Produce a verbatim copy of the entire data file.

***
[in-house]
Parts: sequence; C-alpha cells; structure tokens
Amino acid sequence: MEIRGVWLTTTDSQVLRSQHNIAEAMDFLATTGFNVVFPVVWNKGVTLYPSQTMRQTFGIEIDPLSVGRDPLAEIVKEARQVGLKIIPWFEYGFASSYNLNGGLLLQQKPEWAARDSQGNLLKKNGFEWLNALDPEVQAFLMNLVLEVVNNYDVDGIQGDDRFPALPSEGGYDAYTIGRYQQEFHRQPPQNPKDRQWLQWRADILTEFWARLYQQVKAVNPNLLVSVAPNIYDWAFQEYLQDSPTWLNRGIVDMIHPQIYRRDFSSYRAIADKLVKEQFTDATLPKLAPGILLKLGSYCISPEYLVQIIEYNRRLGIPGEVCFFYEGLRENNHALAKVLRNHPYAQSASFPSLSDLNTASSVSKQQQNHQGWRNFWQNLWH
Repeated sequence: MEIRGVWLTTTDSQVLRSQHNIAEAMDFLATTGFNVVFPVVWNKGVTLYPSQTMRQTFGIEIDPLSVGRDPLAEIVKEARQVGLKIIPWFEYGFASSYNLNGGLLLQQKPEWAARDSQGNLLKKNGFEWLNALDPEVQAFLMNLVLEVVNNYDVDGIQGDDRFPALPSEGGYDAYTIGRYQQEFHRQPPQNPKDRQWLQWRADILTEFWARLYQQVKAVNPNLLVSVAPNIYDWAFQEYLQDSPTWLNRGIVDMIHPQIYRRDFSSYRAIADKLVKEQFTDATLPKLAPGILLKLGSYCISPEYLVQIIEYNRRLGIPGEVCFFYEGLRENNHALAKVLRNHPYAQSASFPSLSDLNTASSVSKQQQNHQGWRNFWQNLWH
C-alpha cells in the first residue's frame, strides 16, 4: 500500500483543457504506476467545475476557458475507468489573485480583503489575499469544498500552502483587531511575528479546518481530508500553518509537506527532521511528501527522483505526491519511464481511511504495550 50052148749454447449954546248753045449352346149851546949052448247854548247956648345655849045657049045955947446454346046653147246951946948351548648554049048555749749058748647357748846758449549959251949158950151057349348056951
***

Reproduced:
[in-house]
Parts: sequence; C-alpha cells; structure tokens
Amino acid sequence: MEIRGVWLTTTDSQVLRSQHNIAEAMDFLATTGFNVVFPVVWNKGVTLYPSQTMRQTFGIEIDPLSVGRDPLAEIVKEARQVGLKIIPWFEYGFASSYNLNGGLLLQQKPEWAARDSQGNLLKKNGFEWLNALDPEVQAFLMNLVLEVVNNYDVDGIQGDDRFPALPSEGGYDAYTIGRYQQEFHRQPPQNPKDRQWLQWRADILTEFWARLYQQVKAVNPNLLVSVAPNIYDWAFQEYLQDSPTWLNRGIVDMIHPQIYRRDFSSYRAIADKLVKEQFTDATLPKLAPGILLKLGSYCISPEYLVQIIEYNRRLGIPGEVCFFYEGLRENNHALAKVLRNHPYAQSASFPSLSDLNTASSVSKQQQNHQGWRNFWQNLWH
Repeated sequence: MEIRGVWLTTTDSQVLRSQHNIAEAMDFLATTGFNVVFPVVWNKGVTLYPSQTMRQTFGIEIDPLSVGRDPLAEIVKEARQVGLKIIPWFEYGFASSYNLNGGLLLQQKPEWAARDSQGNLLKKNGFEWLNALDPEVQAFLMNLVLEVVNNYDVDGIQGDDRFPALPSEGGYDAYTIGRYQQEFHRQPPQNPKDRQWLQWRADILTEFWARLYQQVKAVNPNLLVSVAPNIYDWAFQEYLQDSPTWLNRGIVDMIHPQIYRRDFSSYRAIADKLVKEQFTDATLPKLAPGILLKLGSYCISPEYLVQIIEYNRRLGIPGEVCFFYEGLRENNHALAKVLRNHPYAQSASFPSLSDLNTASSVSKQQQNHQGWRNFWQNLWH
C-alpha cells in the first residue's frame, strides 16, 4: 500500500483543457504506476467545475476557458475507468489573485480583503489575499469544498500552502483587531511575528479546518481530508500553518509537506527532521511528501527522483505526491519511464481511511504495550 50052148749454447449954546248753045449352346149851546949052448247854548247956648345655849045657049045955947446454346046653147246951946948351548648554049048555749749058748647357748846758449549959251949158950151057349348056951